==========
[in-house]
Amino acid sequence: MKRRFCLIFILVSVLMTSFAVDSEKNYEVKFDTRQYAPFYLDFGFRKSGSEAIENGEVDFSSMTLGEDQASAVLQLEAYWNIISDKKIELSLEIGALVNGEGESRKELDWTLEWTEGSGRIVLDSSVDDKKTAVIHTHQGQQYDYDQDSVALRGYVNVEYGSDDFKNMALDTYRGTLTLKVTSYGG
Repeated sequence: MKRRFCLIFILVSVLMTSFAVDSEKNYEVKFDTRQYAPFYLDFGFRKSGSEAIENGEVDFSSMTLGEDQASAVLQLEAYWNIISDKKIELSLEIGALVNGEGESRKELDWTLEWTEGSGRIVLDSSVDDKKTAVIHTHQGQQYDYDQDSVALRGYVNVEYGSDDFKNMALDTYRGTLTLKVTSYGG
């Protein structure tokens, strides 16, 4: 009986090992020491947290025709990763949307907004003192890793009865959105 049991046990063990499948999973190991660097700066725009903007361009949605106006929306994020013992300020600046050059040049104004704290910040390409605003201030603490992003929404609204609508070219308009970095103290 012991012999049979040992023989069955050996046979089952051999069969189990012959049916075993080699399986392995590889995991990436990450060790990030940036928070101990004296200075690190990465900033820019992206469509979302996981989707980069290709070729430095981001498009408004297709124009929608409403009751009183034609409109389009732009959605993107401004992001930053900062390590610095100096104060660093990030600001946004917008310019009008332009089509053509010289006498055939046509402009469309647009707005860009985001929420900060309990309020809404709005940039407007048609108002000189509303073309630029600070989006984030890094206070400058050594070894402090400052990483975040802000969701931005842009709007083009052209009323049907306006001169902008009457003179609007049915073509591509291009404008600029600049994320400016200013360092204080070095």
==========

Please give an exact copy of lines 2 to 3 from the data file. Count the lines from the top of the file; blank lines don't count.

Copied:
Amino acid sequence: MKRRFCLIFILVSVLMTSFAVDSEKNYEVKFDTRQYAPFYLDFGFRKSGSEAIENGEVDFSSMTLGEDQASAVLQLEAYWNIISDKKIELSLEIGALVNGEGESRKELDWTLEWTEGSGRIVLDSSVDDKKTAVIHTHQGQQYDYDQDSVALRGYVNVEYGSDDFKNMALDTYRGTLTLKVTSYGG
Repeated sequence: MKRRFCLIFILVSVLMTSFAVDSEKNYEVKFDTRQYAPFYLDFGFRKSGSEAIENGEVDFSSMTLGEDQASAVLQLEAYWNIISDKKIELSLEIGALVNGEGESRKELDWTLEWTEGSGRIVLDSSVDDKKTAVIHTHQGQQYDYDQDSVALRGYVNVEYGSDDFKNMALDTYRGTLTLKVTSYGG